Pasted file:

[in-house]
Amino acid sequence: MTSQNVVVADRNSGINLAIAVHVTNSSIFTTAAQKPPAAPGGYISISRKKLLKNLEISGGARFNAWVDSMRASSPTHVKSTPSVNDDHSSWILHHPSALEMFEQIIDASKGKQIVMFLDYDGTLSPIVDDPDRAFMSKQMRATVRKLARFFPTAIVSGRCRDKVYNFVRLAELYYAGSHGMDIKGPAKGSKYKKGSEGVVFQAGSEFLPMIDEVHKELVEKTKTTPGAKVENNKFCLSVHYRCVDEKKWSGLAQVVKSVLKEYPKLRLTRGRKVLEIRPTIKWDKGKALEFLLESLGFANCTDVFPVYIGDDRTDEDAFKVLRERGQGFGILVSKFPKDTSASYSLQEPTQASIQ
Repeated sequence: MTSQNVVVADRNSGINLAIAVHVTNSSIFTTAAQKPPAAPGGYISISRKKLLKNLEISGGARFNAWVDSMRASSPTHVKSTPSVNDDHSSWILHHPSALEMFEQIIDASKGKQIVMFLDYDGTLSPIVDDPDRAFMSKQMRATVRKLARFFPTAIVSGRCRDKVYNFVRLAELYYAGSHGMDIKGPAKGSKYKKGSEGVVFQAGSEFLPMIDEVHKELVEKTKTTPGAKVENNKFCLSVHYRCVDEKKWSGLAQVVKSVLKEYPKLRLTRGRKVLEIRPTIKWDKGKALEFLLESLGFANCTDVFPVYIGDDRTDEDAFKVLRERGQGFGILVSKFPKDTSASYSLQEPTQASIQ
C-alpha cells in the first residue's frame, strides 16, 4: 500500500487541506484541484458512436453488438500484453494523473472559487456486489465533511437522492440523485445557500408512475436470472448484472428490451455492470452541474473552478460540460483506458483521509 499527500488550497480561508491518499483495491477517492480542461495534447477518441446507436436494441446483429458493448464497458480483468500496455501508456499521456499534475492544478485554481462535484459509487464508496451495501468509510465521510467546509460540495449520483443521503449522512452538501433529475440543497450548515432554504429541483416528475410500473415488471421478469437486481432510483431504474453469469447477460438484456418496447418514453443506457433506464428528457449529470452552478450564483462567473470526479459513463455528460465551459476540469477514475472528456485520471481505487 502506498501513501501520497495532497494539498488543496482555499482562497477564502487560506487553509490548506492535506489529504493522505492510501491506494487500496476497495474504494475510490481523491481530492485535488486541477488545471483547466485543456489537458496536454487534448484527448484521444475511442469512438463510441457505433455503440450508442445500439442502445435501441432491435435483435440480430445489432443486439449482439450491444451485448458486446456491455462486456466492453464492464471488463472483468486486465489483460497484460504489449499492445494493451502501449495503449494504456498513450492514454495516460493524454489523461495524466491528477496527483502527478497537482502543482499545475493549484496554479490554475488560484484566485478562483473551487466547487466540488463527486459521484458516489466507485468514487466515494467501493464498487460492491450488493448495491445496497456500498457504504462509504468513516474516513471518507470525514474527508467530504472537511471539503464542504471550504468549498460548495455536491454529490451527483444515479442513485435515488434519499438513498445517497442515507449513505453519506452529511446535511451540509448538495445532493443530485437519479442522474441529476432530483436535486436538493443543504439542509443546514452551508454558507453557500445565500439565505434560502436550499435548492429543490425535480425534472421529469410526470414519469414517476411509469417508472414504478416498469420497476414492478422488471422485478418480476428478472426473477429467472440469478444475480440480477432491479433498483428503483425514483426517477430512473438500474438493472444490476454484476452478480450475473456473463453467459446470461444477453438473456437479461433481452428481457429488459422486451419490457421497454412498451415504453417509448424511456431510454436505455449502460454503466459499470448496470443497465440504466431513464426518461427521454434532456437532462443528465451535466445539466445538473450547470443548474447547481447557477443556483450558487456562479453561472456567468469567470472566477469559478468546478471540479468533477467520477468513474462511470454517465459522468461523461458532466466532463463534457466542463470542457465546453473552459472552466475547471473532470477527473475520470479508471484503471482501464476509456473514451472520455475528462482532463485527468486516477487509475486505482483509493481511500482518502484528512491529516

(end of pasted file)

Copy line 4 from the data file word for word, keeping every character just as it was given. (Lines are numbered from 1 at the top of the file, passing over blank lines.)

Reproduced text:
C-alpha cells in the first residue's frame, strides 16, 4: 500500500487541506484541484458512436453488438500484453494523473472559487456486489465533511437522492440523485445557500408512475436470472448484472428490451455492470452541474473552478460540460483506458483521509 499527500488550497480561508491518499483495491477517492480542461495534447477518441446507436436494441446483429458493448464497458480483468500496455501508456499521456499534475492544478485554481462535484459509487464508496451495501468509510465521510467546509460540495449520483443521503449522512452538501433529475440543497450548515432554504429541483416528475410500473415488471421478469437486481432510483431504474453469469447477460438484456418496447418514453443506457433506464428528457449529470452552478450564483462567473470526479459513463455528460465551459476540469477514475472528456485520471481505487 502506498501513501501520497495532497494539498488543496482555499482562497477564502487560506487553509490548506492535506489529504493522505492510501491506494487500496476497495474504494475510490481523491481530492485535488486541477488545471483547466485543456489537458496536454487534448484527448484521444475511442469512438463510441457505433455503440450508442445500439442502445435501441432491435435483435440480430445489432443486439449482439450491444451485448458486446456491455462486456466492453464492464471488463472483468486486465489483460497484460504489449499492445494493451502501449495503449494504456498513450492514454495516460493524454489523461495524466491528477496527483502527478497537482502543482499545475493549484496554479490554475488560484484566485478562483473551487466547487466540488463527486459521484458516489466507485468514487466515494467501493464498487460492491450488493448495491445496497456500498457504504462509504468513516474516513471518507470525514474527508467530504472537511471539503464542504471550504468549498460548495455536491454529490451527483444515479442513485435515488434519499438513498445517497442515507449513505453519506452529511446535511451540509448538495445532493443530485437519479442522474441529476432530483436535486436538493443543504439542509443546514452551508454558507453557500445565500439565505434560502436550499435548492429543490425535480425534472421529469410526470414519469414517476411509469417508472414504478416498469420497476414492478422488471422485478418480476428478472426473477429467472440469478444475480440480477432491479433498483428503483425514483426517477430512473438500474438493472444490476454484476452478480450475473456473463453467459446470461444477453438473456437479461433481452428481457429488459422486451419490457421497454412498451415504453417509448424511456431510454436505455449502460454503466459499470448496470443497465440504466431513464426518461427521454434532456437532462443528465451535466445539466445538473450547470443548474447547481447557477443556483450558487456562479453561472456567468469567470472566477469559478468546478471540479468533477467520477468513474462511470454517465459522468461523461458532466466532463463534457466542463470542457465546453473552459472552466475547471473532470477527473475520470479508471484503471482501464476509456473514451472520455475528462482532463485527468486516477487509475486505482483509493481511500482518502484528512491529516